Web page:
Puerto Rico voted in favor of statehood in November of 2012 and again in June of 2017. Statehood will provide benefits in economics, security, and full democratic rights.
That is not to say that there are no concerns. Here, let’s examine some of the concerns expressed in the media:
- Redesigning the flag While this might have been an issue in the past, modern design technology makes the creation of a flag with 51 stars very easy. Click here to see one possible arrangement for 51 stars. A new flag could also provide a boost to the economy as millions of new flags are sold — and perhaps the old flags would become collectors’ items.
- The language question The United States has no official language. Puerto Rico lists English as an official language. Spanish is the island’s other official language. If Puerto Rico becomes a state, it could follow the lead of Hawaii and keep two official languages. The United States does not have an official language, but there are people on the mainland who worry that bringing a largely Spanish-speaking state into the Union would cause problems in communication. While some U.S. states currently have 25% Spanish speaking populations, Puerto Rico’s population is about 90% Spanish speaking. At the same time, some Puerto Ricans are concerned that becoming a state will pressure the island to use English more. There is no reliable data on just how many people in the world speak only one language, but one educated guess from Stockholm University is that the average person in the world speaks 1.58 languages. Bilingualism is not a problem; it may soon be the norm.
- The culture question Since the early 20th century, there has been concern that Puerto Rico is simply too different, culturally, from the rest of the United States. There is a fear that Puerto Rico will be too foreign to be assimilated into the nation overall, or that Puerto Rico’s special cultural identity will be lost. Other territories have prompted the same concerns: Hawaii, Alaska, Utah, Arkansas, Louisiana, Arizona… This has in fact been an issue many times in our history. Looking back now, we generally see the objections of the time as outdated bigotry. The United States has not only managed to assimilate all 50 states thus far, but has also managed to respect and celebrate the diversity of our culture — including the millions of Puerto Ricans now living on the mainland.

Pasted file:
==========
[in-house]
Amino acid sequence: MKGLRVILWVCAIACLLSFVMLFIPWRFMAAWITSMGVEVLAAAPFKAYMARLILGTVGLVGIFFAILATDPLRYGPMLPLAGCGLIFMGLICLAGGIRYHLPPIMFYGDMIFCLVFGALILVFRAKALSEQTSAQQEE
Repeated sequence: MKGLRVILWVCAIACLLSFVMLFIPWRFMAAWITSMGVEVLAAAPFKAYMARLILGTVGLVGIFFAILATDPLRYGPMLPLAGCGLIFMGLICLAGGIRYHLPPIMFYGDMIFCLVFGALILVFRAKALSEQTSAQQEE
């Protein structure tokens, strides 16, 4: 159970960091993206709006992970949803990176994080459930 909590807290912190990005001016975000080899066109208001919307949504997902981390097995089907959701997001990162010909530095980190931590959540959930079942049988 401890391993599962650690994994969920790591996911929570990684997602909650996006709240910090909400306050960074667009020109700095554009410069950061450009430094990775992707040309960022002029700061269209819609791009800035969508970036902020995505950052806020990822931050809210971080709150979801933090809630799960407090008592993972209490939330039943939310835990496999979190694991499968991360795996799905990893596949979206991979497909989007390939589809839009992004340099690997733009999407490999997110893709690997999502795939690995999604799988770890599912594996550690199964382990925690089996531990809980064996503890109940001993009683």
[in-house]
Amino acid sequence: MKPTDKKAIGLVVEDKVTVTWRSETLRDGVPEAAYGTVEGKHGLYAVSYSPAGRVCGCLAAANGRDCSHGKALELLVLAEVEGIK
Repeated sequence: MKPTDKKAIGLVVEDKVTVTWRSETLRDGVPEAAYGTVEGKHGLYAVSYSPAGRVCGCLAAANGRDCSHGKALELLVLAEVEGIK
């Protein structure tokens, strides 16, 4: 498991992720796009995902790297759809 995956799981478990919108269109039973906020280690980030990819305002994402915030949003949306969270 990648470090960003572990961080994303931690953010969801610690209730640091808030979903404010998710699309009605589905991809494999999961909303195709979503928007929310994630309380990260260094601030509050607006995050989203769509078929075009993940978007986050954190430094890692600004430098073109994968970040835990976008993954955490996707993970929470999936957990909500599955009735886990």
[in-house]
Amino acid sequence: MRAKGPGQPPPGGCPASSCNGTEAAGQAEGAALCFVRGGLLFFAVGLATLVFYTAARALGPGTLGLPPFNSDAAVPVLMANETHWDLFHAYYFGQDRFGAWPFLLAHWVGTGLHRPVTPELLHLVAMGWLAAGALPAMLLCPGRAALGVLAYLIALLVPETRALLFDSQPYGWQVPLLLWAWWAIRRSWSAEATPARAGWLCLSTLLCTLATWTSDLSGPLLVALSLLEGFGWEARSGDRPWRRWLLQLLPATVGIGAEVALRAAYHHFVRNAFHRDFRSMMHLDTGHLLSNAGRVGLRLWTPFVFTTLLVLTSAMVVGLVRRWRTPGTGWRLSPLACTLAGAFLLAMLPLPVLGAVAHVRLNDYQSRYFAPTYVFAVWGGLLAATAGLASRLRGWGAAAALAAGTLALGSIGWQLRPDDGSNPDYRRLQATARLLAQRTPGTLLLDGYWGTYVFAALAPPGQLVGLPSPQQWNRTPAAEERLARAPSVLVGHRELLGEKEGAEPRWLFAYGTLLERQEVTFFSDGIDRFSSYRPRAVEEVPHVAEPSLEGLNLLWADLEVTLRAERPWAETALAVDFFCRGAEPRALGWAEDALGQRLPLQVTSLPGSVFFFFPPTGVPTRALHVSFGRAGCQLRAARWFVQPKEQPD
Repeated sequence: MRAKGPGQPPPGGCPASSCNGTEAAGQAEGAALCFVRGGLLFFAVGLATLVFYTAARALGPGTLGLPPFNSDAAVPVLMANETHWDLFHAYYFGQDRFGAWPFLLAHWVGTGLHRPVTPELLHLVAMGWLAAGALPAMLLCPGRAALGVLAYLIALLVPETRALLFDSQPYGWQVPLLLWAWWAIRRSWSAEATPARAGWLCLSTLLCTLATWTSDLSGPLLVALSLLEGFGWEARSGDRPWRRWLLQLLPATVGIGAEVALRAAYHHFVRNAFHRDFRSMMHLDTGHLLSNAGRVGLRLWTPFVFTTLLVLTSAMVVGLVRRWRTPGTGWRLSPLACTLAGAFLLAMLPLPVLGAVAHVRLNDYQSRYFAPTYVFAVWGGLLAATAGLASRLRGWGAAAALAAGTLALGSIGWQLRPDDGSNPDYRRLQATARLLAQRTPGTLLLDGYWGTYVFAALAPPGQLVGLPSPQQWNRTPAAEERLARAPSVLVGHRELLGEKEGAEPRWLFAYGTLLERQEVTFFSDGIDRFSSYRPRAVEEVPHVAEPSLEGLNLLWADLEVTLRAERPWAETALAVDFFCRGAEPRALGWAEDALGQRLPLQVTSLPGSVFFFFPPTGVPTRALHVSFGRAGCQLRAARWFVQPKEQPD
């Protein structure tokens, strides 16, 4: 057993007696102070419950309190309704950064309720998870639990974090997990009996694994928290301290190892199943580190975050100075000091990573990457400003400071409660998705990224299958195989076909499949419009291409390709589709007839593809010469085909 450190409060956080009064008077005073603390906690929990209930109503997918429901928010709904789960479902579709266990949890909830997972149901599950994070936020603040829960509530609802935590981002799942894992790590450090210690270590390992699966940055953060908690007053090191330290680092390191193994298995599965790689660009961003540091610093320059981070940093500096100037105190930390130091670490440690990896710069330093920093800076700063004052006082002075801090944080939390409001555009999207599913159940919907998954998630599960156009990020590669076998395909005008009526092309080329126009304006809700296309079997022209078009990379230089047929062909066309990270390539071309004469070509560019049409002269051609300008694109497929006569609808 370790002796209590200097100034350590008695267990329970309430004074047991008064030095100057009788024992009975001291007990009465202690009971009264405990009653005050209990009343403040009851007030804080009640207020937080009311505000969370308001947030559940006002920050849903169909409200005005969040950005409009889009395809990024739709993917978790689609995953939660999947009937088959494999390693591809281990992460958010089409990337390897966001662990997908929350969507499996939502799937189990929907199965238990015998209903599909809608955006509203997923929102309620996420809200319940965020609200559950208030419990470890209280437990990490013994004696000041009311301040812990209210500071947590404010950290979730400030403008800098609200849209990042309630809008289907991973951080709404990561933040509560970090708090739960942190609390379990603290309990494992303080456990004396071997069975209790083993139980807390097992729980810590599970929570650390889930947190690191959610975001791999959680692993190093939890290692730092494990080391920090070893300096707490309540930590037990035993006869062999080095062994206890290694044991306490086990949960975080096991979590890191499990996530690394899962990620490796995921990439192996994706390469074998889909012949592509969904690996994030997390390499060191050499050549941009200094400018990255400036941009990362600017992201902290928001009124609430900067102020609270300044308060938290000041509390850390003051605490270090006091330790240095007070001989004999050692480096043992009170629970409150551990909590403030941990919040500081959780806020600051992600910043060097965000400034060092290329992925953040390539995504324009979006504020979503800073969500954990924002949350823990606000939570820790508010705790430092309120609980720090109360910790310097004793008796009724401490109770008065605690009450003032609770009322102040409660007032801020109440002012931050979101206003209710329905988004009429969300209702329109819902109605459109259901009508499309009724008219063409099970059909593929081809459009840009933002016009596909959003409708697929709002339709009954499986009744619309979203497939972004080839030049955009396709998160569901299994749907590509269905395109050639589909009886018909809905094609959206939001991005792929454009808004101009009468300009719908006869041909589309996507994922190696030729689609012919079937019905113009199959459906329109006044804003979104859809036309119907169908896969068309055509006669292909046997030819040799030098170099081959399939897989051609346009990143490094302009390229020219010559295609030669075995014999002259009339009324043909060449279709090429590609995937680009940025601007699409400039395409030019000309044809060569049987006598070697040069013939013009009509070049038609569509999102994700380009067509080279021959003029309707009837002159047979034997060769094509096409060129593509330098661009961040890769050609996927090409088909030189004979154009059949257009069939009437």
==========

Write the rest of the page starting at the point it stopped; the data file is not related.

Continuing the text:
- The welfare question It is possible that there might be some initial costs to the United States in adding Puerto Rico as a state, beyond the taxes Puerto Rico would bring into the government coffers, although it would be possible to mitigate costs though the same legislation that authorizes statehood for Puerto Rico. The examples of history, however, show that impoverished territories that come into the Union do not continue in poverty. Puerto Rico’s resources include good agricultural land, minerals, excellent opportunities for tourism, and an educated population. Without the drawbacks of its current territorial relationship with the United States, Puerto Rico might follow Hawaii’s and Alaska’s examples in prosperity.
- The Olympics and the Miss Universe pageant Puerto Rico is currently allowed to compete separately in the Olympics and in the Miss Universe pageant, although many Olympic athletes choose to participate through U.S. teams. Although the entities that govern these contests could theoretically choose to accommodate Puerto Rico separately, they would likely not do so. Puerto Rico would then participate in these contests as a full member of the United States, building U.S. Olympics teams and enabling all Americans to share in Puerto Rico’s success.
- Political power Puerto Rico will be entitled to approximately five seats in the U.S. House of Representatives and two in the Senate. There has been debate over where these seats would come from and which political party would gain power. The answers to both questions are simply unknown at this time. Congress set the maximum number of seats for itself and could presumably change that. In terms of the balance of power, Puerto Ricans on the mainland have not, however, voted in a predictable block, favoring, for example, Gov. Jeb Bush (R) in Florida while voting for President Obama. At its core, the Puerto Rico political issue is actually a component of the broader Hispanic political issue: Republicans will have to make strategic reforms to remain competitive nationwide.
Of these six concerns, which are worrying to you?